Dread it, run from it, Ramadan arrives – My Alfa, circa 2000.

If you grew up in a Muslim home, chances are that at one point or the other, you have been scared silly of Ramadan. Mostly because you were unsure if you could give up (some) pleasure for asceticism. Afterall, Shaitan is singing locked up in some unknown location.

As a child, you had adults to enforce the rules. As an adult, it’s pretty much the wild wild west. So, how is Ramadan different as an adult than as a child?

These are some of the reasons people gave.

1) It’s not Satan, it’s me.

“The hardest part of Ramadan as an adult is self-awareness. As a child, the excuse for any shortcoming is blamed on age. As an adult, you come to the sober realization that everything you blamed Satan for, you didn’t need to. I can do bad all by myself.”

2) Nobody said it was easy but no one said it would be this hard.

“Working or schooling during Ramadan is not fun at all. I highly do not recommend it. And the worst part? you can’t afford to not show up. It’s a paradox; if you have nothing to do, you’ll be bored out of your mind. If you have to work, you’ll be tired out of your mind. Adulting, which way?”

3) If I had ₦1,000 for every time I cursed.

“I wonder how many times I will curse before I realize it is Ramadan. Cursing is how I let off steam in helpless situations. I had better not just read the news because I won’t be able to hold myself. Especially when it’s news about Nigeria and the fuckers called politicians.”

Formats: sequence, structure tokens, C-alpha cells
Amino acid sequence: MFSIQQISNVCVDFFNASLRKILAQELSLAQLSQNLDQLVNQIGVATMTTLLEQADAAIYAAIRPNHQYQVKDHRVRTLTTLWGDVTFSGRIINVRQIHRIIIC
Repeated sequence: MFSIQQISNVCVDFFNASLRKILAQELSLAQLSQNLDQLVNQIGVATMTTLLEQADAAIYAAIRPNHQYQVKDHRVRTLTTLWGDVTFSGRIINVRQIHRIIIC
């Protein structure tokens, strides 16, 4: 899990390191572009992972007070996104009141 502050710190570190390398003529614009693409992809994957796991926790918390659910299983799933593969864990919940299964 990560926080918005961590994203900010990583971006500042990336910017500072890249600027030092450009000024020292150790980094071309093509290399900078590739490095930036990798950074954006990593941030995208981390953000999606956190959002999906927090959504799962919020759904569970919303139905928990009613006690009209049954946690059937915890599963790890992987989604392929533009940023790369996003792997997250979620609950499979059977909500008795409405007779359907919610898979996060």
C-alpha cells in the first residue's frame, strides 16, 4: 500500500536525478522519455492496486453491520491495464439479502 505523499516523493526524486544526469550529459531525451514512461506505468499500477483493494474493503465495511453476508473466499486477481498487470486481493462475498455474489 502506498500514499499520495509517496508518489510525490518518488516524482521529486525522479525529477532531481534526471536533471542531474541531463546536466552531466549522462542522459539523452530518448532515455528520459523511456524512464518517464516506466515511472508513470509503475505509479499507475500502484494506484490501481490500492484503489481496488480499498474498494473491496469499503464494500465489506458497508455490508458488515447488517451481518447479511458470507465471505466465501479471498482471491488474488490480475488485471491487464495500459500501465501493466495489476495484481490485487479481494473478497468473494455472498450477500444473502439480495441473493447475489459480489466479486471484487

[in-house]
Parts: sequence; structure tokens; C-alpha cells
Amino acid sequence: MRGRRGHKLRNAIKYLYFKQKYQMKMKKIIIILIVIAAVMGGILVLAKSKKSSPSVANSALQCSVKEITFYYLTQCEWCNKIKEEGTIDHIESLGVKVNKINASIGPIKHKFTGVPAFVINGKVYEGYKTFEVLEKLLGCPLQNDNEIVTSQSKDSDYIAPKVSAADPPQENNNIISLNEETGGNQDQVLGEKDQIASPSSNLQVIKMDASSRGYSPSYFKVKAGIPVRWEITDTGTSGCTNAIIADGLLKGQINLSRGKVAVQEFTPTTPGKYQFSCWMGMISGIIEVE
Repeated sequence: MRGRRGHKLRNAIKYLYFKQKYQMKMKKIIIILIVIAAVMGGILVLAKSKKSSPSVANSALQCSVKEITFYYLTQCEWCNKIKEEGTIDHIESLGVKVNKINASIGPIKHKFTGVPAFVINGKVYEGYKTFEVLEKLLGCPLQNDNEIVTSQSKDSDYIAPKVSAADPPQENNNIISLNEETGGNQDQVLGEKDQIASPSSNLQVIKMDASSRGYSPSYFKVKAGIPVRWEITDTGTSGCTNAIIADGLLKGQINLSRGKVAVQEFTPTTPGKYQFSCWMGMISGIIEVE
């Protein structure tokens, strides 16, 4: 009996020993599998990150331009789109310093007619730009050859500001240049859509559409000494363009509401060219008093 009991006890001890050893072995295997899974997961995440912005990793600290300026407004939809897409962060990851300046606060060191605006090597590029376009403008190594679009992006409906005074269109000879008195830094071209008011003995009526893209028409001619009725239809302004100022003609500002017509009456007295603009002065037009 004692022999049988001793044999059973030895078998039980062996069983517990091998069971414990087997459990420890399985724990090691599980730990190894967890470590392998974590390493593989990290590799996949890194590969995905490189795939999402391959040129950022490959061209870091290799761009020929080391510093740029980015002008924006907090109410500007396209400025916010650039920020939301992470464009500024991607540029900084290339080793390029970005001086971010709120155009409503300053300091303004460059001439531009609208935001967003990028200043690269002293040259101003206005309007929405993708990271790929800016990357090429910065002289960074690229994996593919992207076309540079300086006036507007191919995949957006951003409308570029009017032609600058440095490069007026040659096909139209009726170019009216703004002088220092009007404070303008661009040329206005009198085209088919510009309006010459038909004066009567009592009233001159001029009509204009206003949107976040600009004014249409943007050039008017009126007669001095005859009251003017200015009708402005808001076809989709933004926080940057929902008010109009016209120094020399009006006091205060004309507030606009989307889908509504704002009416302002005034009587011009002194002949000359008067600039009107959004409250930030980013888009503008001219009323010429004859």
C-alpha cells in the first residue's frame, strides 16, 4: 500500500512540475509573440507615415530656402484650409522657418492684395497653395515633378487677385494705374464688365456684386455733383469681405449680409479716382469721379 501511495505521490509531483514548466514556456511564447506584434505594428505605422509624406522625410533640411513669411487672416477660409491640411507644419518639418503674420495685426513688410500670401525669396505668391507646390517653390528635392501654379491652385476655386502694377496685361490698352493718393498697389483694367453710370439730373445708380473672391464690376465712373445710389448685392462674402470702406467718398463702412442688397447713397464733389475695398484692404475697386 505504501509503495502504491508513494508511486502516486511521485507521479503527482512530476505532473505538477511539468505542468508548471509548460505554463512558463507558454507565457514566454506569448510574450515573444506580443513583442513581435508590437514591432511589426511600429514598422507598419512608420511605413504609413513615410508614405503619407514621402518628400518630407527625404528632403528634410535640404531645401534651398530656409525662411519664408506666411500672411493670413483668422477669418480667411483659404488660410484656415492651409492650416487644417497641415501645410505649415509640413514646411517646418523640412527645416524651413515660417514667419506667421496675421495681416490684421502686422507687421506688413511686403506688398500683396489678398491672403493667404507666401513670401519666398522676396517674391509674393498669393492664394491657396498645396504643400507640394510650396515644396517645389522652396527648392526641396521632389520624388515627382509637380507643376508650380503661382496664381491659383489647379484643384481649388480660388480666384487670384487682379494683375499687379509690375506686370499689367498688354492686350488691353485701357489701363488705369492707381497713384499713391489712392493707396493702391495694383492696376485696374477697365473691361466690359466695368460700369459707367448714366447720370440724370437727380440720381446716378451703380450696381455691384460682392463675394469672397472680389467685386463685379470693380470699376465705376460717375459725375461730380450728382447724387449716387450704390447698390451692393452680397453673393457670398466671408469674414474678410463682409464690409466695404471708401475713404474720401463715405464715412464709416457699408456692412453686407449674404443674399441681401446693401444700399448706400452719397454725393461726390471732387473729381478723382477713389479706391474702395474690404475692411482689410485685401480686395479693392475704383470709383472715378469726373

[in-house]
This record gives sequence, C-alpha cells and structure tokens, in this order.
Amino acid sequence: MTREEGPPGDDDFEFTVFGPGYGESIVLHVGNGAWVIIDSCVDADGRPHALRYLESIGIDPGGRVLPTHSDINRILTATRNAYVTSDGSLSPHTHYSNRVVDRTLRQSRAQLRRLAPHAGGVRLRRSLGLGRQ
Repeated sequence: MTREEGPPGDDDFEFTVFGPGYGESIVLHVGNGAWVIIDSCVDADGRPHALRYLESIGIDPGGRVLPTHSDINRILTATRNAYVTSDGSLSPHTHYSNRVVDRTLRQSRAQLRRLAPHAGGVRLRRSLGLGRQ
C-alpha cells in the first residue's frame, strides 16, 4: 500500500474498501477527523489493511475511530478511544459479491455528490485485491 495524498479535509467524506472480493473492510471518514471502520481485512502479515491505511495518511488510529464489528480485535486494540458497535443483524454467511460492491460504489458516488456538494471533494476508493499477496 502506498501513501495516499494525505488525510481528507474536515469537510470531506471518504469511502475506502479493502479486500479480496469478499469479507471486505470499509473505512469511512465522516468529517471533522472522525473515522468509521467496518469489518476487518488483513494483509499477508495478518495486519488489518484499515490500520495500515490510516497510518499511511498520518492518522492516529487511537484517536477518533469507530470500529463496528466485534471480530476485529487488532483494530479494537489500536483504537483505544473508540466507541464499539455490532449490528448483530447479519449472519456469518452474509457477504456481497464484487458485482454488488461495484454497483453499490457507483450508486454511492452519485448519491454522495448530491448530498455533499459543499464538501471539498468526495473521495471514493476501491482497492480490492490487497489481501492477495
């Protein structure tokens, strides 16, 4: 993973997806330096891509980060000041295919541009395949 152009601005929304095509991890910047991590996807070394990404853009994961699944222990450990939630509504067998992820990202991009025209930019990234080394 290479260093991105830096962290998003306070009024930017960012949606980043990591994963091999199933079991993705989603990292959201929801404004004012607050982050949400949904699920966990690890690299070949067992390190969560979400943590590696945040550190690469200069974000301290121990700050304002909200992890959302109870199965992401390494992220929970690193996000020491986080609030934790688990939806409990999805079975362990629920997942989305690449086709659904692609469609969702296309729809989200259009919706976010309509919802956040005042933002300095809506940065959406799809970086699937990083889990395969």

4) Twitter and Astaghfirullah.

“There was no Twitter growing up, but it is now my escape from the realities of this adult life. Every time I refresh my feed, I have to be Astaghfirullah-ready because people there are badly behaved. So, are you saying I shouldn’t take the medicine for my sorrows? Chai

5) Cooking and not being to eat.

“Cooking is not fun because when it’s time for iftar, I have lost my appetite. Low-key, I miss someone cooking for me. I miss just walking up to eat without all these senrere.”

6) Catch 22.

“Should I wake up in the night to eat and be sleepy and slow all day at work, or should I sleep well and be hungry and slow all day at work?”

7) This Dunya is actually killing me.

“I can’t wank. I know this is bad but it’s the only thing that makes me feel alive. Especially in this lockdown. As a child, I didn’t know anything like depression or lethargy existed because I was always happy. But now that depression is the theme of my adult life, orgasms are the only thing that makes me feel alive. Even if it’s short-lived. I don’t know how long I can do without it during this period.”

In case you missed it, watch Nigerians talk about their Ramadan struggles below:



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